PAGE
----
Wednesday 12 May 2021 2:21 pm

Members' clubs in the age of Covid, from Groucho to Boisdale

Eliot Wilson is co-founder of Pivot Point and a former House of Commons official.

Are you clubbable? Some people are, fiercely, while others disdain the whole idea. It is thought men are more clubbable than women, though that may not be supported by facts. In any event, if you are what PG Wodehouse would have called a clubman, you will be eagerly awaiting Monday 17 May and the reopening of indoor hospitality. On that day, too, most members’ clubs will finally reopen their doors.

Why do we join clubs? One could point to any number of factors—facilities, services, convenience, interests—but in truth it’s about exclusivity. We join partly to associate with people with whom we have something in common. It could be profession, political leaning, hobby or simply vibe, but it takes a great deal of uncertainty out of the social situation. A member of the Turf Club, for example, can expect to meet fellow horse-racing fans in the bar. The size of a club also allows us to develop social networks, so that it becomes a place where we can look forward to chance meetings with friends.

There is also, of course, the flipside of exclusivity. We join clubs because others are not members of them. To include is also to exclude, and to have a haven to which one can retreat, entry to which is not open to all, is attractive to a very human part of our psyche. A club allows us to be a gracious host in a way that simply inviting someone for a drink does not.

London has a niche for almost anyone in clubland. Most forbidding are the traditional gentlemen’s clubs of Pall Mall and St James’s. The Athenaeum was founded for the cleverer sort, “literary and scientific men”, while the Travellers’ Club, next door, was for those with itchy feet, later becoming the haunt of choice for Foreign Office mandarins. The Reform was the club from which Phileas Fogg set out on his epic circumnavigation and requires prospective members to subscribe to the principles of the Reform Act 1832.

Round the corner on St James’s Street are the grandest institutions, White’s, Brooks’s and Boodle’s. They still see aristocrats and landowners as well as those whose wealth has come in more ‘modern’ ways. This is as close as you will find to the authentic London clubland of the history books, though politicians, to take one profession, are increasingly rare, either because of cost or an unwillingness to associate with such old-fashioned institutions.

In recent decades, the members’ club has been reinvented, or at least reimagined for a new generation. The Groucho, of course, still has the sheen of celebrity and the echoes of Britpop and Young British Artist tales of excess and debauchery. Soho House, founded by Nick Jones, began above Old Compton Street’s Café Bohème in 1995 but has now exploded into a chain: it has 28 clubs worldwide, and offers almost an entire lifestyle, from the Greek Street townhouse which was its first independent base to the bucolic idyll of Soho Farmhouse on Oxfordshire.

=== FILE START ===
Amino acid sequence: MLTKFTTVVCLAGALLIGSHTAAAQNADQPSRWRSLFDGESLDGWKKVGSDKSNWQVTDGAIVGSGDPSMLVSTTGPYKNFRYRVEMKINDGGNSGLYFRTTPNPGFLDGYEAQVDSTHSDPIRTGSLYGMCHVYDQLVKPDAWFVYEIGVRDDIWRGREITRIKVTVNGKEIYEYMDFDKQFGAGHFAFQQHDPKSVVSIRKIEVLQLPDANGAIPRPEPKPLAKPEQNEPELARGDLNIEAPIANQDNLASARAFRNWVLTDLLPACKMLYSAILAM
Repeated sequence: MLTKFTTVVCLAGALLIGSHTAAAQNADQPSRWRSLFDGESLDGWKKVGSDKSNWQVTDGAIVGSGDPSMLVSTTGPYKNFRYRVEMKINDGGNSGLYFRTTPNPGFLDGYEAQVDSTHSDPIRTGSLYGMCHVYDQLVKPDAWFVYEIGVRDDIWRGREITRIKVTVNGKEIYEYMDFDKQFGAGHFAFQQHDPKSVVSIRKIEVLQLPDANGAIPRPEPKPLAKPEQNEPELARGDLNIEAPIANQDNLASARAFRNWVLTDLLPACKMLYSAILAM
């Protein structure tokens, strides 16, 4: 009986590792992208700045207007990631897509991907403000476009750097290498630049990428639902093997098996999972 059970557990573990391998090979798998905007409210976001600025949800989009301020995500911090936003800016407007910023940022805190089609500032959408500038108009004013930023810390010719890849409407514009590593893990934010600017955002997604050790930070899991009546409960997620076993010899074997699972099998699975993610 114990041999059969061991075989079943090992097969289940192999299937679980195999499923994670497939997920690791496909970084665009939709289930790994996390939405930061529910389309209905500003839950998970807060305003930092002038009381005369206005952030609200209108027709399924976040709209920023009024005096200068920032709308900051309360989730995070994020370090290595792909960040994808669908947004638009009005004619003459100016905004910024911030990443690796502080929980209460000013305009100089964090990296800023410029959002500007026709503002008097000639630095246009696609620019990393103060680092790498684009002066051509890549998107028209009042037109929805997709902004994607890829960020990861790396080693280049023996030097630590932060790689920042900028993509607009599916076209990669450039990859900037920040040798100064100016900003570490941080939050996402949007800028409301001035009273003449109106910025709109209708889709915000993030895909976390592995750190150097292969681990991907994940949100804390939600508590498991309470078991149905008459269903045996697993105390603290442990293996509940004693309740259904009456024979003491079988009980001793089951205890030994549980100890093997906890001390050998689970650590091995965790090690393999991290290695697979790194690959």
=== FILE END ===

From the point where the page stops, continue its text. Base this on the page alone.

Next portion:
Soho House, like many of the newer clubs, began with a focus on ‘creatives’ (it is such a fetish for them that ties are forbidden and those working in financial services may not become members). So too did the Century Club, now 20 years old, and the sadly defunct Hospital Club. They have been defined almost in antithesis to the clubs of St James’s, and it is a contrast which has probably suited both parties, as it has given the old guard a rather sharper and clearer image: you will find young people in the Travellers’ and the RAC, for example, though generally of a different stamp from those in Soho.

A comprehensive guide to the capital’s members’ clubs would run to a hefty volume. I have not touched, for example, on the genuine nightclubs like Tramp and Annabel’s, of which membership is highly sought and expensively bought, but which see rather more lively evenings than the Army and Navy. Nor have I touched on the activity-orientated establishments like Ranald MacDonald’s brilliant Boisdale chain (jazz and cigars) or 12 Hay Hill (business).

A great lacuna, too, is the small group of clubs which are women-only. The AllBright counts Naomie Harris and Martha Lane Fox among its first members; the Wing combines co-working space with exclusivity; and the University Women’s Club is the ground zero for all-female society. According to the maxim “Write what you know”, I will say no more.

Being a member of a club can be a thing of great joy and comfort. Used right, it is genuinely a half-way house between home and the outside world, as well as a place for deliciously casual meetings and happenstance encounters. If you’re tempted, go and have a look. Most clubs will be at least polite to prospective members, and many will be positively enthusiastic. Find your niche, or your niches, and revel in them. And, if you choose the right ones, I may see you around.